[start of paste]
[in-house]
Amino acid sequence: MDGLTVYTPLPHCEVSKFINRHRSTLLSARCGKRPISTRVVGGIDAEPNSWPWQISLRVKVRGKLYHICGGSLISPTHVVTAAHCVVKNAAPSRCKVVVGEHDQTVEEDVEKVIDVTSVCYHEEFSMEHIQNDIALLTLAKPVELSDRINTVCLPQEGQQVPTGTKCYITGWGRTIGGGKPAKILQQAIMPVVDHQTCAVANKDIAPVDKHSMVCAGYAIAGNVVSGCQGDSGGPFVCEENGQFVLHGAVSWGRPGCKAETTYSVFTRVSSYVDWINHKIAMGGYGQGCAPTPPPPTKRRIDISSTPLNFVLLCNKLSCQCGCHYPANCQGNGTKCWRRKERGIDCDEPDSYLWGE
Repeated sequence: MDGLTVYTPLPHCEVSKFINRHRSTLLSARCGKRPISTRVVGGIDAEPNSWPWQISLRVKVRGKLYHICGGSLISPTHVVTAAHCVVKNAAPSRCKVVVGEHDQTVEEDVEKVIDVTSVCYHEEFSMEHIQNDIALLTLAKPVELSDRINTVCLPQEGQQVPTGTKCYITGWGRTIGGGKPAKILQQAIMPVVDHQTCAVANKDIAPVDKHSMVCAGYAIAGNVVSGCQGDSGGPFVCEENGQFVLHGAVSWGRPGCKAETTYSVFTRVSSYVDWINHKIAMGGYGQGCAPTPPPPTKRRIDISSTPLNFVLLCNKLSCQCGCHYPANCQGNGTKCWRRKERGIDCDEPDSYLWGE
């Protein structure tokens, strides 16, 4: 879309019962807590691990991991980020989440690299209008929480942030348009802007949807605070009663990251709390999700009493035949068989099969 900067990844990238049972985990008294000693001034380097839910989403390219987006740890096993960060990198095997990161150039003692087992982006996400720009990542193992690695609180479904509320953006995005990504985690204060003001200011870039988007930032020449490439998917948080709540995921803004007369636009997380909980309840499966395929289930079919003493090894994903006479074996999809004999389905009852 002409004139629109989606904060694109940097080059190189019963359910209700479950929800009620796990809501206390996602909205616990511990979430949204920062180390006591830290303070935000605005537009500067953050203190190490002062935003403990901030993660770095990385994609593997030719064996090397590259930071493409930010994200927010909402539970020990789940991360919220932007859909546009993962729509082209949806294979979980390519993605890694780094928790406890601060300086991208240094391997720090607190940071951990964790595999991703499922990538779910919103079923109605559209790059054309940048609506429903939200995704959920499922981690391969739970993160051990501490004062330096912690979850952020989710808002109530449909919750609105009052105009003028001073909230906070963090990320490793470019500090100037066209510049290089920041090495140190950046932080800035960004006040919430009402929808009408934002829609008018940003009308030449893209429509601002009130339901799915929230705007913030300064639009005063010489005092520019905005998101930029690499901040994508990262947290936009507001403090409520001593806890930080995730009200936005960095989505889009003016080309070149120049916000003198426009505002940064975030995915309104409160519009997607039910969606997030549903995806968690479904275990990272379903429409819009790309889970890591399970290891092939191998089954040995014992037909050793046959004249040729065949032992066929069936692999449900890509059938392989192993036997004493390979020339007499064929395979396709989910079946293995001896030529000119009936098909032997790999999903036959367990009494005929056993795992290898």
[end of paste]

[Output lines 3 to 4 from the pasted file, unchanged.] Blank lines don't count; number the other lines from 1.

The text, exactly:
Repeated sequence: MDGLTVYTPLPHCEVSKFINRHRSTLLSARCGKRPISTRVVGGIDAEPNSWPWQISLRVKVRGKLYHICGGSLISPTHVVTAAHCVVKNAAPSRCKVVVGEHDQTVEEDVEKVIDVTSVCYHEEFSMEHIQNDIALLTLAKPVELSDRINTVCLPQEGQQVPTGTKCYITGWGRTIGGGKPAKILQQAIMPVVDHQTCAVANKDIAPVDKHSMVCAGYAIAGNVVSGCQGDSGGPFVCEENGQFVLHGAVSWGRPGCKAETTYSVFTRVSSYVDWINHKIAMGGYGQGCAPTPPPPTKRRIDISSTPLNFVLLCNKLSCQCGCHYPANCQGNGTKCWRRKERGIDCDEPDSYLWGE
């Protein structure tokens, strides 16, 4: 879309019962807590691990991991980020989440690299209008929480942030348009802007949807605070009663990251709390999700009493035949068989099969 900067990844990238049972985990008294000693001034380097839910989403390219987006740890096993960060990198095997990161150039003692087992982006996400720009990542193992690695609180479904509320953006995005990504985690204060003001200011870039988007930032020449490439998917948080709540995921803004007369636009997380909980309840499966395929289930079919003493090894994903006479074996999809004999389905009852 002409004139629109989606904060694109940097080059190189019963359910209700479950929800009620796990809501206390996602909205616990511990979430949204920062180390006591830290303070935000605005537009500067953050203190190490002062935003403990901030993660770095990385994609593997030719064996090397590259930071493409930010994200927010909402539970020990789940991360919220932007859909546009993962729509082209949806294979979980390519993605890694780094928790406890601060300086991208240094391997720090607190940071951990964790595999991703499922990538779910919103079923109605559209790059054309940048609506429903939200995704959920499922981690391969739970993160051990501490004062330096912690979850952020989710808002109530449909919750609105009052105009003028001073909230906070963090990320490793470019500090100037066209510049290089920041090495140190950046932080800035960004006040919430009402929808009408934002829609008018940003009308030449893209429509601002009130339901799915929230705007913030300064639009005063010489005092520019905005998101930029690499901040994508990262947290936009507001403090409520001593806890930080995730009200936005960095989505889009003016080309070149120049916000003198426009505002940064975030995915309104409160519009997607039910969606997030549903995806968690479904275990990272379903429409819009790309889970890591399970290891092939191998089954040995014992037909050793046959004249040729065949032992066929069936692999449900890509059938392989192993036997004493390979020339007499064929395979396709989910079946293995001896030529000119009936098909032997790999999903036959367990009494005929056993795992290898």